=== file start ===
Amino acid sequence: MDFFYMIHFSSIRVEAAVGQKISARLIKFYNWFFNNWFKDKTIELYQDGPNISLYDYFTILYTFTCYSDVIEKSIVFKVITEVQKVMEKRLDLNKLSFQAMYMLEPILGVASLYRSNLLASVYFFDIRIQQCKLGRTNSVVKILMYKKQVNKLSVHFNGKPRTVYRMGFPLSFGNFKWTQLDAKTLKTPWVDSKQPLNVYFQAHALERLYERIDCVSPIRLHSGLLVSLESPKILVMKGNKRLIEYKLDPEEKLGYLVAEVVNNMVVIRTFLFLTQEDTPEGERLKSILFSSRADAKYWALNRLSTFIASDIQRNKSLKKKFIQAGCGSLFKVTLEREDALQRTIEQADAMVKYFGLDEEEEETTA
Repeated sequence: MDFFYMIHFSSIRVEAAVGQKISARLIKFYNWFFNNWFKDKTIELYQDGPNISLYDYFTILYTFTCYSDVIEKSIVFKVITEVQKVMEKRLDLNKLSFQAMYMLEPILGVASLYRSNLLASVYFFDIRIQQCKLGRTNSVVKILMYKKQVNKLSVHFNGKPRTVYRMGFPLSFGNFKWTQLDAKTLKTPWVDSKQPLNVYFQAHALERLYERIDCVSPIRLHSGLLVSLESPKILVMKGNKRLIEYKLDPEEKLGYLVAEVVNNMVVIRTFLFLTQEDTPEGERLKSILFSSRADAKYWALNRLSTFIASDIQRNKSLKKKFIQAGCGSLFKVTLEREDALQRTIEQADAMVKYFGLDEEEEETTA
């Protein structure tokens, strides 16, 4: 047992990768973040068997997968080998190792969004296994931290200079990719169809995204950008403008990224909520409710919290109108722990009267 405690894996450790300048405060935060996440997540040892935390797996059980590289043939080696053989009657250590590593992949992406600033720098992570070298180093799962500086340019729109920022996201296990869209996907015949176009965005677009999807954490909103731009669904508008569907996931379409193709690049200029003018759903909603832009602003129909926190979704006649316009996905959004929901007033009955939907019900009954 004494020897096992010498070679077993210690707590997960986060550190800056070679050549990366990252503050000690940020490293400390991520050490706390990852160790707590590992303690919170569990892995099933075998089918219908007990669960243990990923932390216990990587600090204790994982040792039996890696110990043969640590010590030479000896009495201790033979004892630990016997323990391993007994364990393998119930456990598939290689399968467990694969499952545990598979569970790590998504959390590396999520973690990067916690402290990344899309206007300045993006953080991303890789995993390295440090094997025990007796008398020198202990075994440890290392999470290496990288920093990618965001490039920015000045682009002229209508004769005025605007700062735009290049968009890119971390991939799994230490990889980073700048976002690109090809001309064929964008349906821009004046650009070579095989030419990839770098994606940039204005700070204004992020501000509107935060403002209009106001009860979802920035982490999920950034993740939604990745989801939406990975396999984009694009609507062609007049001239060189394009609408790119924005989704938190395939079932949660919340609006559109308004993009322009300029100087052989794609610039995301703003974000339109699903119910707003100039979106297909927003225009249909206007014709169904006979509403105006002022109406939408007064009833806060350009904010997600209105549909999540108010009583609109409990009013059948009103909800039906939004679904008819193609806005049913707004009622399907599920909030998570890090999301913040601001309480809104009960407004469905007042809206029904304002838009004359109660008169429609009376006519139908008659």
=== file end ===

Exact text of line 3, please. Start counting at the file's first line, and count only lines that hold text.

């Protein structure tokens, strides 16, 4: 047992990768973040068997997968080998190792969004296994931290200079990719169809995204950008403008990224909520409710919290109108722990009267 405690894996450790300048405060935060996440997540040892935390797996059980590289043939080696053989009657250590590593992949992406600033720098992570070298180093799962500086340019729109920022996201296990869209996907015949176009965005677009999807954490909103731009669904508008569907996931379409193709690049200029003018759903909603832009602003129909926190979704006649316009996905959004929901007033009955939907019900009954 004494020897096992010498070679077993210690707590997960986060550190800056070679050549990366990252503050000690940020490293400390991520050490706390990852160790707590590992303690919170569990892995099933075998089918219908007990669960243990990923932390216990990587600090204790994982040792039996890696110990043969640590010590030479000896009495201790033979004892630990016997323990391993007994364990393998119930456990598939290689399968467990694969499952545990598979569970790590998504959390590396999520973690990067916690402290990344899309206007300045993006953080991303890789995993390295440090094997025990007796008398020198202990075994440890290392999470290496990288920093990618965001490039920015000045682009002229209508004769005025605007700062735009290049968009890119971390991939799994230490990889980073700048976002690109090809001309064929964008349906821009004046650009070579095989030419990839770098994606940039204005700070204004992020501000509107935060403002209009106001009860979802920035982490999920950034993740939604990745989801939406990975396999984009694009609507062609007049001239060189394009609408790119924005989704938190395939079932949660919340609006559109308004993009322009300029100087052989794609610039995301703003974000339109699903119910707003100039979106297909927003225009249909206007014709169904006979509403105006002022109406939408007064009833806060350009904010997600209105549909999540108010009583609109409990009013059948009103909800039906939004679904008819193609806005049913707004009622399907599920909030998570890090999301913040601001309480809104009960407004469905007042809206029904304002838009004359109660008169429609009376006519139908008659």